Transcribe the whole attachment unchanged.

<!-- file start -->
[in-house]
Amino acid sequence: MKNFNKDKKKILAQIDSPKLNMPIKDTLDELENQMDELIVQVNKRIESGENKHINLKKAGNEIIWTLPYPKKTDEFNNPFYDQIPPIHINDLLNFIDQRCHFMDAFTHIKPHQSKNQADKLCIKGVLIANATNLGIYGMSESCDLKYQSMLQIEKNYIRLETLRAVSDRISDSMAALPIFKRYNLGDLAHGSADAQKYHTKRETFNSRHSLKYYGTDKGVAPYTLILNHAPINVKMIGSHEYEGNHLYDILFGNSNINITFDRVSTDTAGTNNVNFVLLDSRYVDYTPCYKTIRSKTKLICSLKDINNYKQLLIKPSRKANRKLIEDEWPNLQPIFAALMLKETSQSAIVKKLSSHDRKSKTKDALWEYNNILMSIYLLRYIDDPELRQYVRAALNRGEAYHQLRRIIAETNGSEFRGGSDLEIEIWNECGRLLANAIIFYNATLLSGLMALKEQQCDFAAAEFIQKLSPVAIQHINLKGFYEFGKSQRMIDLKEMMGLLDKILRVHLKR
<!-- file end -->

[in-house]
Amino acid sequence: MKNFNKDKKKILAQIDSPKLNMPIKDTLDELENQMDELIVQVNKRIESGENKHINLKKAGNEIIWTLPYPKKTDEFNNPFYDQIPPIHINDLLNFIDQRCHFMDAFTHIKPHQSKNQADKLCIKGVLIANATNLGIYGMSESCDLKYQSMLQIEKNYIRLETLRAVSDRISDSMAALPIFKRYNLGDLAHGSADAQKYHTKRETFNSRHSLKYYGTDKGVAPYTLILNHAPINVKMIGSHEYEGNHLYDILFGNSNINITFDRVSTDTAGTNNVNFVLLDSRYVDYTPCYKTIRSKTKLICSLKDINNYKQLLIKPSRKANRKLIEDEWPNLQPIFAALMLKETSQSAIVKKLSSHDRKSKTKDALWEYNNILMSIYLLRYIDDPELRQYVRAALNRGEAYHQLRRIIAETNGSEFRGGSDLEIEIWNECGRLLANAIIFYNATLLSGLMALKEQQCDFAAAEFIQKLSPVAIQHINLKGFYEFGKSQRMIDLKEMMGLLDKILRVHLKR